Difference between revisions of "Conservative Party of Canada"

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After the defeat of The Right Honourable Kim Campbell and the Progressive-Conservatives in the General Election of 1994, the Progressive-Conservatives were reduced to just two seats in the House of Commons. Another right-of-center party, the Reform Party, gained 52 seats in that election. In 200, the Reform Party changed its name to the "Canadian Alliance." After a decade of proving ineffective as many [[conservative]] Canadians had trouble being represented by a vote split between the Canadian Alliance and the members of the Progressive-Conservatives, the PCs and the Alliance merged in 2003 to form the Conservative Party of Canada.
 
After the defeat of The Right Honourable Kim Campbell and the Progressive-Conservatives in the General Election of 1994, the Progressive-Conservatives were reduced to just two seats in the House of Commons. Another right-of-center party, the Reform Party, gained 52 seats in that election. In 200, the Reform Party changed its name to the "Canadian Alliance." After a decade of proving ineffective as many [[conservative]] Canadians had trouble being represented by a vote split between the Canadian Alliance and the members of the Progressive-Conservatives, the PCs and the Alliance merged in 2003 to form the Conservative Party of Canada.
  
Many [[liberal]]s are critical of the party's views with respect to issues of "social freedom", such as [[same sex marriage]]. The conservatives followed through with their promise to open up the issue of gay marriage for debate again in the House of Commons. However, as a result, there were no changes to current legislation.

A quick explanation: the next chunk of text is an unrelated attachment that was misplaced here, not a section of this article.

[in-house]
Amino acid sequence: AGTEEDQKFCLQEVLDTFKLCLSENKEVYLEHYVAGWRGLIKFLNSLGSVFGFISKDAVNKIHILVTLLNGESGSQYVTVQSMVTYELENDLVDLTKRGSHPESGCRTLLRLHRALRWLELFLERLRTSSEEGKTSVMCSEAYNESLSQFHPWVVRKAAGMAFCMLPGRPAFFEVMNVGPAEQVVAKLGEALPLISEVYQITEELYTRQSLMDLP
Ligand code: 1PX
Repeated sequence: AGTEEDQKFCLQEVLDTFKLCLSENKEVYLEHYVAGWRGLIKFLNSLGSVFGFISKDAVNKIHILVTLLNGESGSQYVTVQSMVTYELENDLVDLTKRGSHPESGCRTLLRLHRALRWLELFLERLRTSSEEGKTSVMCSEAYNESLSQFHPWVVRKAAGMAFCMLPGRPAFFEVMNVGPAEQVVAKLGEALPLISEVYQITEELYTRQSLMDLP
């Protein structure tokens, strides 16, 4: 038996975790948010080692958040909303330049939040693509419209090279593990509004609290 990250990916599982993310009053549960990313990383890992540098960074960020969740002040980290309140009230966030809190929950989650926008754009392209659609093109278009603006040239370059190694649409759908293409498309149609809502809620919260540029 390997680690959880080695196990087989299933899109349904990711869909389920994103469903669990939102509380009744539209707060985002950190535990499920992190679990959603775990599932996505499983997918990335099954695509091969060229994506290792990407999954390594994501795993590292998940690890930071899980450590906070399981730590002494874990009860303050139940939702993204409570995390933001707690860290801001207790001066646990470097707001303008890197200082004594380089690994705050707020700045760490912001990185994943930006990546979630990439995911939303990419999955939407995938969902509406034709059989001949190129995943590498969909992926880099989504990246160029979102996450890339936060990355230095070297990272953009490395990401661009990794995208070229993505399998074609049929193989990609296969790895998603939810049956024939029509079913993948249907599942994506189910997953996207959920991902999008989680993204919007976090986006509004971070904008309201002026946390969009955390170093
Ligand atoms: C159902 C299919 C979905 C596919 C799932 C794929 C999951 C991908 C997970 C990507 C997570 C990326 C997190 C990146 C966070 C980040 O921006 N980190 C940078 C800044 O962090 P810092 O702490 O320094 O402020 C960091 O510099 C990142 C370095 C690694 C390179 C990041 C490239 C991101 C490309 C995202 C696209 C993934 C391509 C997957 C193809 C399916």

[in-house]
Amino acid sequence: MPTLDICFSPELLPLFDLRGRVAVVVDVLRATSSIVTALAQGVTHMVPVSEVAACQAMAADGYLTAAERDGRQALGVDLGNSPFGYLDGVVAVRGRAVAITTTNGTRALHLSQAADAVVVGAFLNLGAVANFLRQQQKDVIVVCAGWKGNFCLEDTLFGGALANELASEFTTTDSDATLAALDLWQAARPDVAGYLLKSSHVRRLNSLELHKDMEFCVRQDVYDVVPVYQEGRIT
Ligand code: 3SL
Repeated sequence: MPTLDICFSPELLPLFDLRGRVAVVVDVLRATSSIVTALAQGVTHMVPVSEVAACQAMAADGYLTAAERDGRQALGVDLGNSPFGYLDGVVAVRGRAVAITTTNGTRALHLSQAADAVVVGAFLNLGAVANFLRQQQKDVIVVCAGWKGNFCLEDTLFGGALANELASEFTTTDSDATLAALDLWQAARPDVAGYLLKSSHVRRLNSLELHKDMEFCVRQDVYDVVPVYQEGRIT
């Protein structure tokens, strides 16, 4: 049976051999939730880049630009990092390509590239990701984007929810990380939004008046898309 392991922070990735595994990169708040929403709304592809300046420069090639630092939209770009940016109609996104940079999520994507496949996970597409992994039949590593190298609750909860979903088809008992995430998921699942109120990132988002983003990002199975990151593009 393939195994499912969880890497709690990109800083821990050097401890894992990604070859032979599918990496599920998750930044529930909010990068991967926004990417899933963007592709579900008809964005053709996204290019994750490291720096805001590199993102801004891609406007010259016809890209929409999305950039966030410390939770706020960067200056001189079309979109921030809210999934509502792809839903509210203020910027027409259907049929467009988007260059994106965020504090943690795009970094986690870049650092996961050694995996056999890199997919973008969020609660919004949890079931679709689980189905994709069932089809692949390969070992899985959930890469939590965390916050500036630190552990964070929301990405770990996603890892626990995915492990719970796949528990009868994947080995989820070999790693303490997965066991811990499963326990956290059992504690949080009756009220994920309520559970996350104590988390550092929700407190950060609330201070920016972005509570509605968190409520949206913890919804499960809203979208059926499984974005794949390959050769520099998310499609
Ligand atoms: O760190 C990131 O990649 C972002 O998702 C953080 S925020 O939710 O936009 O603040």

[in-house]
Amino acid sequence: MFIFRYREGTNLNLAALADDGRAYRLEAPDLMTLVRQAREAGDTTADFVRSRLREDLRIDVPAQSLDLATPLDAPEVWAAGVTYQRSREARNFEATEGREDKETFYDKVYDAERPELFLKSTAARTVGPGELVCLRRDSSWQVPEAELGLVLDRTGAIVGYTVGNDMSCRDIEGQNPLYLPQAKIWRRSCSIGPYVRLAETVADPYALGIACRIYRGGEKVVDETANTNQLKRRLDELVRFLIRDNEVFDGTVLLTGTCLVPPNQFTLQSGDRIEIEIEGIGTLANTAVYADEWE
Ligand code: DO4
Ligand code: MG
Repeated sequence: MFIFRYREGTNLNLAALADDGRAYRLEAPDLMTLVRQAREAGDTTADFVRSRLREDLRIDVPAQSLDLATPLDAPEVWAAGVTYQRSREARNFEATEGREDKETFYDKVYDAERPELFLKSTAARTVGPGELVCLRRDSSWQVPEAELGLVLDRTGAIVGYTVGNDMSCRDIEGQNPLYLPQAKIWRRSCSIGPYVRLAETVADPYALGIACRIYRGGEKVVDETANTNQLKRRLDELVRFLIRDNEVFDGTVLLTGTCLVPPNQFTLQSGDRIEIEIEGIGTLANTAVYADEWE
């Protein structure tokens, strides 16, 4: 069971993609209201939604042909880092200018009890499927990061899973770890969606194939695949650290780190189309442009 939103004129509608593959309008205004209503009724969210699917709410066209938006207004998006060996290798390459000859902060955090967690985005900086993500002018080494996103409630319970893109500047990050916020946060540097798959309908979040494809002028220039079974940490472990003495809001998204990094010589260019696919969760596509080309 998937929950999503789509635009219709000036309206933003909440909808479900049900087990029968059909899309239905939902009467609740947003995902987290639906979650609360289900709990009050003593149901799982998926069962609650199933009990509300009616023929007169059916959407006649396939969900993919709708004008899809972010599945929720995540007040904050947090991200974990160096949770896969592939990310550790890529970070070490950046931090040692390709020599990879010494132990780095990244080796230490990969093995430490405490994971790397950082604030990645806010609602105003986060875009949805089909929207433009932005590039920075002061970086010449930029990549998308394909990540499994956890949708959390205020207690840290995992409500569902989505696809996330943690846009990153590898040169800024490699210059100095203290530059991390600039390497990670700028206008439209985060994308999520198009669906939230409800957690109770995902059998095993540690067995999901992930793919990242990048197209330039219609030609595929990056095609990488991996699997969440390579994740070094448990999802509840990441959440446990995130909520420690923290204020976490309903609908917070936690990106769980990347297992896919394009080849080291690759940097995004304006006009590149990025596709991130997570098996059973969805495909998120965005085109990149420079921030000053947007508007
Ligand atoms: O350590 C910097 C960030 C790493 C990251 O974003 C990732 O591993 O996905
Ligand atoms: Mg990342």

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Many [[liberal]]s are critical of the party's views with respect to issues of "social freedom", such as [[same-sex marriage]]. The conservatives followed through with their promise to open up the issue of same-sex marriage for debate again in the House of Commons. However, as a result, there were no changes to current legislation.
  
 
[[Category:Canada]]
 
[[Category:Canada]]

Revision as of 08:37, 6 April 2007

The Conservative Party of Canada was formed by an amalgamation of the Progressive-Conservative Party of Canada, and the Canadian Alliance. This effectively united the right-of-center Canadians under one common banner, allowing for much greater success in the most recent election.

After the defeat of The Right Honourable Kim Campbell and the Progressive-Conservatives in the General Election of 1994, the Progressive-Conservatives were reduced to just two seats in the House of Commons. Another right-of-center party, the Reform Party, gained 52 seats in that election. In 200, the Reform Party changed its name to the "Canadian Alliance." After a decade of proving ineffective as many conservative Canadians had trouble being represented by a vote split between the Canadian Alliance and the members of the Progressive-Conservatives, the PCs and the Alliance merged in 2003 to form the Conservative Party of Canada.

Many liberals are critical of the party's views with respect to issues of "social freedom", such as same-sex marriage. The conservatives followed through with their promise to open up the issue of same-sex marriage for debate again in the House of Commons. However, as a result, there were no changes to current legislation.